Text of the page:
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Installing audio in galleries and museums can often be an unwieldy process. Whether there is sound-based art bouncing off the walls of an open white space or an audio tour that has to compete with the noise of a busy museum, it takes a thoughtful consideration of technology, space, and context to carry off the artistic intention of a show that relies heavily on sound.
In an effort to take on this challenge and integrate great audio in a museum context, Klipsch Audio, a global leader of no-nonsense high-end speakers and headphones, has partnered with the Rock and Roll Hall of Fame Museum in Cleveland, OH. Rung in through their sponsorship of the museum’s 30th anniversary Rock and Roll Hall of Fame Induction Ceremony in April, a major product of their collaboration is the installation of hundreds of its headphones, sound bars, and specialized speakers throughout the museum based on the needs of each exhibit, like “Paul Simon: Words & Music.” The overall result for visitors is a more emotional, detailed, powerful museum experience.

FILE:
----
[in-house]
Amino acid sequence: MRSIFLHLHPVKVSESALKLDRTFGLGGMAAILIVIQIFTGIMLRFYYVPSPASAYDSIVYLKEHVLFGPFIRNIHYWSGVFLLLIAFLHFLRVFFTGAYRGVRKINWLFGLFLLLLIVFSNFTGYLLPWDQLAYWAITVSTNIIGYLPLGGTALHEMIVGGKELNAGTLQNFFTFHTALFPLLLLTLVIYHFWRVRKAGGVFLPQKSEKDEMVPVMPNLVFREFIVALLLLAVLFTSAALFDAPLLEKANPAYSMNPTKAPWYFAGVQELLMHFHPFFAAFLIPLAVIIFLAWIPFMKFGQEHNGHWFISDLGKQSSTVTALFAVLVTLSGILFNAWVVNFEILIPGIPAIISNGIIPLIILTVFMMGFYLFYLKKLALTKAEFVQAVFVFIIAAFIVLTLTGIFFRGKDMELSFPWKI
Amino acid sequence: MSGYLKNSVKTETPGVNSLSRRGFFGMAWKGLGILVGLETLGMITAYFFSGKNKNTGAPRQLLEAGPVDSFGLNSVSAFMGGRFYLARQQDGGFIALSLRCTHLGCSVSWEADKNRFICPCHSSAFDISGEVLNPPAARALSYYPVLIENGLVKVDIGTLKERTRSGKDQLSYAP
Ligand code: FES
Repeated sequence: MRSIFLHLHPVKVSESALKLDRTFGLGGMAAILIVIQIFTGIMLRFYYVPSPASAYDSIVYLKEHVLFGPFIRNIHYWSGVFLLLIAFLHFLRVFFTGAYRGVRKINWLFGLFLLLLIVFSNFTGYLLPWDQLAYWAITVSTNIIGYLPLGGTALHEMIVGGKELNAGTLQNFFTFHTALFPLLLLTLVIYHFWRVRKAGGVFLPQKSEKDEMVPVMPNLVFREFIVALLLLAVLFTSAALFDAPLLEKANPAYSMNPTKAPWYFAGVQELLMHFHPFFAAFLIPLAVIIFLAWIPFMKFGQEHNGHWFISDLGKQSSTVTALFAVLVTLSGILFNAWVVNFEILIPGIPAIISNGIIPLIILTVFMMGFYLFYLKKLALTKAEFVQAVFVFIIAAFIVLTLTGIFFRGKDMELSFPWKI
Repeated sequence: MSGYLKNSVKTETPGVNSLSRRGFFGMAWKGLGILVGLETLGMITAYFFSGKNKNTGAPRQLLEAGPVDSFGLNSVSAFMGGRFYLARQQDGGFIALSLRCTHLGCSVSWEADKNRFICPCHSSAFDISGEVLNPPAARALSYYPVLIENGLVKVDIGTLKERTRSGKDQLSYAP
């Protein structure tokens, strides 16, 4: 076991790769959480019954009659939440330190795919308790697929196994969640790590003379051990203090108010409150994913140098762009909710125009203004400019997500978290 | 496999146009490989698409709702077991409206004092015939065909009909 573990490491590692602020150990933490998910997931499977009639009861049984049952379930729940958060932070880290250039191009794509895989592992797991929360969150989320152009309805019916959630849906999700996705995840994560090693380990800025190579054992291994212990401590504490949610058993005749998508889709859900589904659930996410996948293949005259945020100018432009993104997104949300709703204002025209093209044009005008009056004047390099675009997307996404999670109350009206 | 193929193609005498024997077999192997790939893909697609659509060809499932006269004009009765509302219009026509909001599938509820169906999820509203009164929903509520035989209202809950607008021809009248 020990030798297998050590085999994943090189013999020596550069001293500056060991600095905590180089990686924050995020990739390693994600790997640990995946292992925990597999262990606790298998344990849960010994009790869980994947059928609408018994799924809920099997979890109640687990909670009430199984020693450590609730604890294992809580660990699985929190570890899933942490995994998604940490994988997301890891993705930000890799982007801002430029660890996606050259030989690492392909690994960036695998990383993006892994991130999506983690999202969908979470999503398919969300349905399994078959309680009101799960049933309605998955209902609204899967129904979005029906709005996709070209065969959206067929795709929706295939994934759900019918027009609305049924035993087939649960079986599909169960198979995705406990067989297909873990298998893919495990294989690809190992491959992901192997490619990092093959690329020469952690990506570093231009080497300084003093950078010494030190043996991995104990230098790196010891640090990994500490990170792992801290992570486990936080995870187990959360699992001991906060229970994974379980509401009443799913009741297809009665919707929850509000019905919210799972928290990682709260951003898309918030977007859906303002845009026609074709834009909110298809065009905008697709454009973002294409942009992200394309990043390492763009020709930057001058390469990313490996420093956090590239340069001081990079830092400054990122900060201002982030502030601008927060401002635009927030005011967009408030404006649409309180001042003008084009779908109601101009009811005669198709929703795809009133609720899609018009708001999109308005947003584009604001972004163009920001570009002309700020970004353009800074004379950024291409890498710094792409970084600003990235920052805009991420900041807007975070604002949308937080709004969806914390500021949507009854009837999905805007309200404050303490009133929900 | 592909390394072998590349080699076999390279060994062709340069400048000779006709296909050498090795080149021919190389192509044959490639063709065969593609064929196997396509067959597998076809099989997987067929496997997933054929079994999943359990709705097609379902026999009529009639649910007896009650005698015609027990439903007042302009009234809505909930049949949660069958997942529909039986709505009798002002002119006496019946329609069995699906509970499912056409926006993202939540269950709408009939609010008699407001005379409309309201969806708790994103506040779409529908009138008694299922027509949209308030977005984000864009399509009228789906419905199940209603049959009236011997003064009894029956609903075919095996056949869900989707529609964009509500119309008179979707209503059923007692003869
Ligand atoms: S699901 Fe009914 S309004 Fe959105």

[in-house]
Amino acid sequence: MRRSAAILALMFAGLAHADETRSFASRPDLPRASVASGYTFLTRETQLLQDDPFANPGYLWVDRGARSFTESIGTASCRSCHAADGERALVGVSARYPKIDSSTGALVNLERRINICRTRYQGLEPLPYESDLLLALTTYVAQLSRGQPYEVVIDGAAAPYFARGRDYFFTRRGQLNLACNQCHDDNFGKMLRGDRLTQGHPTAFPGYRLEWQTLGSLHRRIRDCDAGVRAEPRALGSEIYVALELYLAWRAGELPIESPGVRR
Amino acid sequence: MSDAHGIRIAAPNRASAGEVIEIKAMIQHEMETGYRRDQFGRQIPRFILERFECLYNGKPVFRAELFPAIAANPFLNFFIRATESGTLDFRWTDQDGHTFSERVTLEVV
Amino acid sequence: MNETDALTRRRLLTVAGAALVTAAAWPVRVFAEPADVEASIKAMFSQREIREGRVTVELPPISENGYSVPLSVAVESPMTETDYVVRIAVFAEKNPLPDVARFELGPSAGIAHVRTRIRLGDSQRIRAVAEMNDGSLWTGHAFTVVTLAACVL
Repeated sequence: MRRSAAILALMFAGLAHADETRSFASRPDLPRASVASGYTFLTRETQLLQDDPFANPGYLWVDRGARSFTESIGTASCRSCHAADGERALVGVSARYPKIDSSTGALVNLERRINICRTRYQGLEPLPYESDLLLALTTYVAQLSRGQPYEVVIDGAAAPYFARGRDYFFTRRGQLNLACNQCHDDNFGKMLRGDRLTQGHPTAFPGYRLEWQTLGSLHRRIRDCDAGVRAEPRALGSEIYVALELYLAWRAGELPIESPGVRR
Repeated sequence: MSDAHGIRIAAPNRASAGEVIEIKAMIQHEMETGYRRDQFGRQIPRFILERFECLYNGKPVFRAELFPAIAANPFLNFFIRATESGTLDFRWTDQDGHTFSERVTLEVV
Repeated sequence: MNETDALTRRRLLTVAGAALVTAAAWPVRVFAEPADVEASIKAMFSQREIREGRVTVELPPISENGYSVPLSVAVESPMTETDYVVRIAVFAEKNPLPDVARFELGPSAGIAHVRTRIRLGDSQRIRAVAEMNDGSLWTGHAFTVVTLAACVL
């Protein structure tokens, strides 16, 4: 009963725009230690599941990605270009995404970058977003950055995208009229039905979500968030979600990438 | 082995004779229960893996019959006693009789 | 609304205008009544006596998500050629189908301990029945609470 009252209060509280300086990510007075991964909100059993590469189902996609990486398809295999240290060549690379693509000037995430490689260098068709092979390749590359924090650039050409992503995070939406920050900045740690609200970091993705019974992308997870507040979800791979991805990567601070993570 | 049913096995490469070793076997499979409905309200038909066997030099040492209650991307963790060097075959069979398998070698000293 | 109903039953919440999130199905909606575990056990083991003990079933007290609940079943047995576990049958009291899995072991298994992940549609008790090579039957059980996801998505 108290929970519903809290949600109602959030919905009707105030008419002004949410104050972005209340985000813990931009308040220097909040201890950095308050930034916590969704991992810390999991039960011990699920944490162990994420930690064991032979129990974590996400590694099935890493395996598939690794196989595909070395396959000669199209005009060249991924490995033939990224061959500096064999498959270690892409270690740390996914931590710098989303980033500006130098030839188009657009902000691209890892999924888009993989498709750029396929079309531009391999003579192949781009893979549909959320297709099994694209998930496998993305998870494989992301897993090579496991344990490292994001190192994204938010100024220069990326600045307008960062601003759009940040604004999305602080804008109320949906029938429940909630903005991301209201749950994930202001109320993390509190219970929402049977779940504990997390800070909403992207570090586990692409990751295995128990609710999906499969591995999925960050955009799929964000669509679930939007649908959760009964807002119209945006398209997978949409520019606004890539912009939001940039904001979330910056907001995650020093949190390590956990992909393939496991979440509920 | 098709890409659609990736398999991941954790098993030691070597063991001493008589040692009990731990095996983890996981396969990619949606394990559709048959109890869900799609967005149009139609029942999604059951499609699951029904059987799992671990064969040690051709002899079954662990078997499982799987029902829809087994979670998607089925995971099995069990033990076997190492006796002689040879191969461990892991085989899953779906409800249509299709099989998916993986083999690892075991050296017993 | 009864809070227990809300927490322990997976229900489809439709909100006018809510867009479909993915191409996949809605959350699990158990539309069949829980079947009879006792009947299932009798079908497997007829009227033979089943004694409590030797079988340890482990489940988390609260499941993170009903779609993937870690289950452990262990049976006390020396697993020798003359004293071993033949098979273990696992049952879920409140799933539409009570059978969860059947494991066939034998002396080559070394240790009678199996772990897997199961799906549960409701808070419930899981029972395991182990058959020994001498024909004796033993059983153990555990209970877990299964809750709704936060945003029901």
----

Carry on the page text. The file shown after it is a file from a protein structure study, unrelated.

While Klipsch’s partnership is especially relevant to a music museum, it presents an interesting blueprint for ways in which fine art and contemporary art museums might partner with sound experts and audio manufactories in order to enrich the sound experience and better highlight sound art in their spaces.